Manhattan appeals court rules Trump must hand over his tax returns
President Trump faced yet another legal blow Monday after a federal appeals court in Manhattan said Trump’s accounting firm must hand over his tax returns to New York prosecutors. With that unanimous ruling, the three-judge panel denied Trump’s request to overturn the ruling of a lower court from October that said he needed to comply with the subpoena of his tax returns by Manhattan District Attorney Cyrus Vance Jr.
Trump has been trying to keep eight years of his tax returns private, essentially making the argument that not only can a sitting president not be indicted, but that the sitting president should in fact also have total immunity from criminal investigation.
The New York appeals court on Monday rejected Trump's assertion that he has a shield of presidential immunity that protects his privacy in these sorts of criminal investigations. The three-judge panel was explicit in its unanimous decision that presidential immunity did not apply to his taxes in this case.
“Any presidential immunity from state criminal process does not extend to investigative steps like the grand jury subpoena at issue here,” they wrote.
This case began in September, when Vance attempted to subpoena Trump’s tax returns. This subpoena was part of an investigation Vance launched to look into Trump’s alleged payments of hush money to women who claimed they had extramarital affairs with Trump, including former porn star Stormy Daniels. The mere existence of this investigation, and the court rulings in its favor, has left many wondering if there is an actual possibility that Trump could eventually be criminally charged with income tax fraud. (Trump has denied the extramarital trysts.)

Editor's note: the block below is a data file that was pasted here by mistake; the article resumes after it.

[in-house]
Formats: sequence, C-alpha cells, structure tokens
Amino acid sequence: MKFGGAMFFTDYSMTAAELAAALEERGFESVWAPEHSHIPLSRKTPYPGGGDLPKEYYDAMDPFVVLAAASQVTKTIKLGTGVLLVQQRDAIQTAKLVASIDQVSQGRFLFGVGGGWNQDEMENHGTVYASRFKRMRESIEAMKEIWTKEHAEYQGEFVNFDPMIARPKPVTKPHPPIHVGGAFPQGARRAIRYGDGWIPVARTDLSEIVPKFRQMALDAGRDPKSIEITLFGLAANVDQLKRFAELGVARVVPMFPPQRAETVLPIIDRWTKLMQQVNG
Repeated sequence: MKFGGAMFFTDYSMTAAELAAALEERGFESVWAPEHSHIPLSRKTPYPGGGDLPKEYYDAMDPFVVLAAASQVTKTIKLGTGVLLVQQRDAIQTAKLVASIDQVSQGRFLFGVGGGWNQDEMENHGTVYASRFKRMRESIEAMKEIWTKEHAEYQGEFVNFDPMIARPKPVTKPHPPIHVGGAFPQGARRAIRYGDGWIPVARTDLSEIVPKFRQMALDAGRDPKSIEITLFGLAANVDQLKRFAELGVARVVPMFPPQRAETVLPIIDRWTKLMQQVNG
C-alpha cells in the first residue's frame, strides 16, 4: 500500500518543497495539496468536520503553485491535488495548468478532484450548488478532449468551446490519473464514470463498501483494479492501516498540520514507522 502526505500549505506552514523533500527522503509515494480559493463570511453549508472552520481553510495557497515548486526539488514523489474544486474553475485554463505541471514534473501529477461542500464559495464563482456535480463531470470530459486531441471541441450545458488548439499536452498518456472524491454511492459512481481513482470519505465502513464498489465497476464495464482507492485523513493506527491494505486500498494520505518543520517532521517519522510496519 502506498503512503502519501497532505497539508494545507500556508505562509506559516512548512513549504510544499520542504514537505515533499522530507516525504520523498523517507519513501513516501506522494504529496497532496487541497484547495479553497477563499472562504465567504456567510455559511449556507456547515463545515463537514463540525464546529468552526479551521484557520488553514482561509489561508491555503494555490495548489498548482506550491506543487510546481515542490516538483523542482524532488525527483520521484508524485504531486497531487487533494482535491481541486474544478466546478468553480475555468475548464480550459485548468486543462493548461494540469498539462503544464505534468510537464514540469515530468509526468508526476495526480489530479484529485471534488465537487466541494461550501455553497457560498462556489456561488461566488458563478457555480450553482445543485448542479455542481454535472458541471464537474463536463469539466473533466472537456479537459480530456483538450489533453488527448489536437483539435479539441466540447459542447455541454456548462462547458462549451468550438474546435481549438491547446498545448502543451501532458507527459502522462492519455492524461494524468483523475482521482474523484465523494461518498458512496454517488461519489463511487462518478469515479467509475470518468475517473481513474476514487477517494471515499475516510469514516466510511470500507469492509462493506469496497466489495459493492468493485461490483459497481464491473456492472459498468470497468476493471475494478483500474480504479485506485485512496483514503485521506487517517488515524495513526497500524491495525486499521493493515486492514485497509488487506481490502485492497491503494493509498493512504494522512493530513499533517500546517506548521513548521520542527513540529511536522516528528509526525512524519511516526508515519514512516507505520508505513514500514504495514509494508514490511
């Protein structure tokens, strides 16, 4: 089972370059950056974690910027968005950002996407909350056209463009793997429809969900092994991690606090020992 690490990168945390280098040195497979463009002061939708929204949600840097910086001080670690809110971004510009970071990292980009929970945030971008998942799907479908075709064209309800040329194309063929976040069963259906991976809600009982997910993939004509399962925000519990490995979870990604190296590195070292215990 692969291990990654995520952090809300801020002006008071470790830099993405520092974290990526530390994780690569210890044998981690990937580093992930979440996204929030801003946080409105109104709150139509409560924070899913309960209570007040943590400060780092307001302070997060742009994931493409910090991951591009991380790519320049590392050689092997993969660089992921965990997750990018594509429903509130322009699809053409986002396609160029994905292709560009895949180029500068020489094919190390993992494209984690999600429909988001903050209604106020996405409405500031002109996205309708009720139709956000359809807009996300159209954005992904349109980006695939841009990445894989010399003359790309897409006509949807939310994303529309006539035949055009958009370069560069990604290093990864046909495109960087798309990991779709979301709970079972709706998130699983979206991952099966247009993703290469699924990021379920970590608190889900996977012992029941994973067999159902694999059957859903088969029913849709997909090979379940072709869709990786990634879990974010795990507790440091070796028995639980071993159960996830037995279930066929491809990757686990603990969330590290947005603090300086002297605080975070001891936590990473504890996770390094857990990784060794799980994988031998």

Trump’s lawyers fought back against Vance's subpoena, using that unprecedented argument that a sitting president cannot be investigated for any crimes, at all, while in office. Department of Justice lawyers joined that fight, arguing that the release of Trump’s tax returns would cause “irreparable harm.”
Vance requested that the courts allow him and his office to “pursue its investigation free from interference and litigious delay.”
On Oct. 7, Judge Victor Marrero of Manhattan’s federal court strongly rejected Trump’s legal team’s argument. Marrero issued a 75-page rebuke that called Trump’s legal team’s defense “repugnant to the nation’s governmental structure and constitutional values.”
A few days later, on Oct. 11, Trump lost a different fight over shielding his tax returns when a federal court ruled that his accounting firm must turn over documents subpoenaed by the House’s Oversight and Reform Committee.
If the president and his legal team choose to appeal Monday’s decision, it's likely the case will head to the Supreme Court. Such a hearing would not only be a blockbuster ending to this intensifying battle, but a major historical moment in setting the precedent for how much power the Constitution actually grants a president to be immune from not just prosecution, but also investigation.